The swift and brutal way that the novel coronavirus has wreaked havoc on the local food scene is well documented at this point, as restaurants across the Bay Area have laid off thousands of workers — in many cases almost immediately after the six-county shelter-in-place order was announced early last week. There is, however, at least one category of food businesses in the Bay Area that largely has not had to deal with layoffs: restaurants, bakeries, and grocery stores that are owned and cooperatively run by the workers themselves — businesses like Berkeley’s five-decade institution the Cheese Board Collective, which made the decision to temporarily close its bakery, pizzeria, and cheese shop last week, but didn’t part ways with any of its 70 or so collective members. Instead, it’ll dip into its reserves so that all of the workers can continue to be paid for the initial three weeks when the business will be closed — until at least April 7. This, of course, comes at a time when countless other similarly sized operations have been forced to whittle themselves down to a bare-bones crew of three or four.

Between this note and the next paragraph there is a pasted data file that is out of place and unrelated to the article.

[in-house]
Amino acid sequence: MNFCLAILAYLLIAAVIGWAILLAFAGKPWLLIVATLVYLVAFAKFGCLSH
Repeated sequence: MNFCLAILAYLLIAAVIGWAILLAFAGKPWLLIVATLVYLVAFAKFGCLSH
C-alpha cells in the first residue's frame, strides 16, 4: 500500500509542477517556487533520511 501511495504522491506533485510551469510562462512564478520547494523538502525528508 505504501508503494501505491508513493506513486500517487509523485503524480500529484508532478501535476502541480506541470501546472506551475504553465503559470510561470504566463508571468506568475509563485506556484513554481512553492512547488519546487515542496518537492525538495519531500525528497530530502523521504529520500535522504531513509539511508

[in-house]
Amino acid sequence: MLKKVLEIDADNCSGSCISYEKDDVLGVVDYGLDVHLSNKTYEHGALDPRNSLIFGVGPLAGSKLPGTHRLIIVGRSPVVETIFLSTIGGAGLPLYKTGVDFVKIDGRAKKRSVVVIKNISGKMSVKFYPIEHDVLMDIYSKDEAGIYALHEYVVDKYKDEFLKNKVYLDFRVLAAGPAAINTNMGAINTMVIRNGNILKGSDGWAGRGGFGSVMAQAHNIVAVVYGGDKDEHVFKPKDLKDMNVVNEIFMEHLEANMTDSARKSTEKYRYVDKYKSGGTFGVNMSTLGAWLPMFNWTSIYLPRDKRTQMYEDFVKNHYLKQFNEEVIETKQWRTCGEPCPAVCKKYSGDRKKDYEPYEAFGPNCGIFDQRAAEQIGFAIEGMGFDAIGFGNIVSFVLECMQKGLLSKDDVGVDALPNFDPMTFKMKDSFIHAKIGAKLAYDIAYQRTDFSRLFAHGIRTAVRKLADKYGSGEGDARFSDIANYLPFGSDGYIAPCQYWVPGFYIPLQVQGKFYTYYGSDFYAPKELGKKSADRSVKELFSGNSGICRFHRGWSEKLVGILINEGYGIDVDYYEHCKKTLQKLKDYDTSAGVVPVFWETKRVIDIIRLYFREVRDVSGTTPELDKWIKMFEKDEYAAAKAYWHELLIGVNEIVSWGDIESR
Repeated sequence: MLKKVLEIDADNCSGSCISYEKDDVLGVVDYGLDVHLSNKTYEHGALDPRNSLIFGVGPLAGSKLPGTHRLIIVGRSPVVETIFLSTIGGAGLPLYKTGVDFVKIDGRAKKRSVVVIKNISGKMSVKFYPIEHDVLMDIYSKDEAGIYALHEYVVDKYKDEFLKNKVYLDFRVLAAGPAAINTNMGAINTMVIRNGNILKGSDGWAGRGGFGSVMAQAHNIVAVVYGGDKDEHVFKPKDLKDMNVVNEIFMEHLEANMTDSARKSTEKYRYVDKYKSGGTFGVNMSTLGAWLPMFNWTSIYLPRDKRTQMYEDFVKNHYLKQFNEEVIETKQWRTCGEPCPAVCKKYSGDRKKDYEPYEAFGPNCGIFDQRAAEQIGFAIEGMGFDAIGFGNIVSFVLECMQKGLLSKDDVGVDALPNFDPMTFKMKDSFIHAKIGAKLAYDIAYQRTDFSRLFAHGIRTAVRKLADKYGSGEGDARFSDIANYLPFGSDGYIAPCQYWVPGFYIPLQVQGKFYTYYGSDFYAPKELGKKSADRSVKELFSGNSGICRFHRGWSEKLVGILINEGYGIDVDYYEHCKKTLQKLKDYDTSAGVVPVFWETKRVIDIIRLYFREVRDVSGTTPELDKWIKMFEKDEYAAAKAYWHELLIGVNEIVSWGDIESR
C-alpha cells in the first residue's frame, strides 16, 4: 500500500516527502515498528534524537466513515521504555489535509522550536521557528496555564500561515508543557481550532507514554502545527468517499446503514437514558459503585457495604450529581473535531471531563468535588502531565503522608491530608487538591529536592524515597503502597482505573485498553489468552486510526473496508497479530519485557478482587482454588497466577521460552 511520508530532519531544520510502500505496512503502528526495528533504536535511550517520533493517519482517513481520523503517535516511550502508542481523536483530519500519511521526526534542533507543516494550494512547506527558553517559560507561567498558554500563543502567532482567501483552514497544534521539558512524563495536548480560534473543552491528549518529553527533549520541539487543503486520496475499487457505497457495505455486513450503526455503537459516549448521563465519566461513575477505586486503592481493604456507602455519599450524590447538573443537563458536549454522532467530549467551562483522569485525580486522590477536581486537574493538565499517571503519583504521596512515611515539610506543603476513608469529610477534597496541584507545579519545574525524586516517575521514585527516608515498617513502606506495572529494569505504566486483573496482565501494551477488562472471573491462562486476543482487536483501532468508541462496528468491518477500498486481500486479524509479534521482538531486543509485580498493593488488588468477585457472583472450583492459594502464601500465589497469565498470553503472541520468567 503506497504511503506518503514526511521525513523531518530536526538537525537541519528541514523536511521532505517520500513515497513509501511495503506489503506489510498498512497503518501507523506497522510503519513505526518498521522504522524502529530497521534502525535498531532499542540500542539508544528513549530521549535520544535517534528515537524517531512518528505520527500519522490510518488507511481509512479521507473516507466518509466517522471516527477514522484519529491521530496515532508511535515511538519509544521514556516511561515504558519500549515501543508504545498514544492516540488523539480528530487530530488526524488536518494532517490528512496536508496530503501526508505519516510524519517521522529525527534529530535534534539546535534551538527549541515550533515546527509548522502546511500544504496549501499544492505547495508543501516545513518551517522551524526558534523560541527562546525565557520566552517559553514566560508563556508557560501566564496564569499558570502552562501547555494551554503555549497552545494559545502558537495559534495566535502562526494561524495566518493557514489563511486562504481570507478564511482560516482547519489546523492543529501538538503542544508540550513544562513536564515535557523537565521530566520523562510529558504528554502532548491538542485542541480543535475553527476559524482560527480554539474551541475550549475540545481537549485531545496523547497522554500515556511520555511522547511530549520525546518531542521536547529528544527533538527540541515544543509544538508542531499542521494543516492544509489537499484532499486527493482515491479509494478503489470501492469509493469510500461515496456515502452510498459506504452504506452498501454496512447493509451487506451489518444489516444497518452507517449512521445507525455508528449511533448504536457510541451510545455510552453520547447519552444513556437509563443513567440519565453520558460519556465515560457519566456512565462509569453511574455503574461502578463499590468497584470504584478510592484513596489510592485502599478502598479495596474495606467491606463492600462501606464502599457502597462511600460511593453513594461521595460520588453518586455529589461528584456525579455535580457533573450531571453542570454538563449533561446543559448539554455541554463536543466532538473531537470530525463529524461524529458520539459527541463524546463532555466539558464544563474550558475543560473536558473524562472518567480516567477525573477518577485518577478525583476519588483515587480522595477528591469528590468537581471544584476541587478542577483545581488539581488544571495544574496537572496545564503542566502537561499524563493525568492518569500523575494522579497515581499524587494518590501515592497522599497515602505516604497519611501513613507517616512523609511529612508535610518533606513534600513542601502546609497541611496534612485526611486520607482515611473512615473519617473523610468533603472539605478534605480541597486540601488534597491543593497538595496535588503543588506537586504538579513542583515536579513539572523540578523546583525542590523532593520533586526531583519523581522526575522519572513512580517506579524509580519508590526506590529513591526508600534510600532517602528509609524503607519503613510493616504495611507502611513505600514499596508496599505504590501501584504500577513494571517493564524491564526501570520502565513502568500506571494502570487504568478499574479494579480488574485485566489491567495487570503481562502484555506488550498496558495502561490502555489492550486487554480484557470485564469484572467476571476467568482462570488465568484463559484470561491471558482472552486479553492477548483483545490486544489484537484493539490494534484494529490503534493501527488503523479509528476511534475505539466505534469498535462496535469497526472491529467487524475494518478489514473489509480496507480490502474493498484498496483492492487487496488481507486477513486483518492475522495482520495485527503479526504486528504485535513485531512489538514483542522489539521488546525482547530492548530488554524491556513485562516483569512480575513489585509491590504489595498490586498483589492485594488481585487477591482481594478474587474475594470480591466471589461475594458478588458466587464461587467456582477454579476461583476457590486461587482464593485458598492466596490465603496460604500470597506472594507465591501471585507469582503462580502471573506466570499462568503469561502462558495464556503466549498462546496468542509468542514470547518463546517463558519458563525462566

“We don’t have to lay anybody off,” Goldsmith, one of the Cheese Board’s worker-owners, tells Eater SF. “When we decided to close, we decided to take that financial hit. And we all take that hit.”
Tamarack, a worker-owned restaurant and bar in downtown Oakland, and Other Avenues, one of San Francisco’s longest-running food co-ops, tell similar stories: The coronavirus pandemic has forced the businesses to make major adjustments, but nobody lost their job — though in some cases they also aren’t getting a paycheck right now. At a time when the entire restaurant industry — and, perhaps, capitalism itself — feels more broken than ever, it’s tempting to view the worker-collective model as a kind of antidote to these economically fraught times. Are these co-ops, where no single boss or board of investors has the power to scuttle dozens of jobs, somehow better equipped to weather the COVID-19 crisis?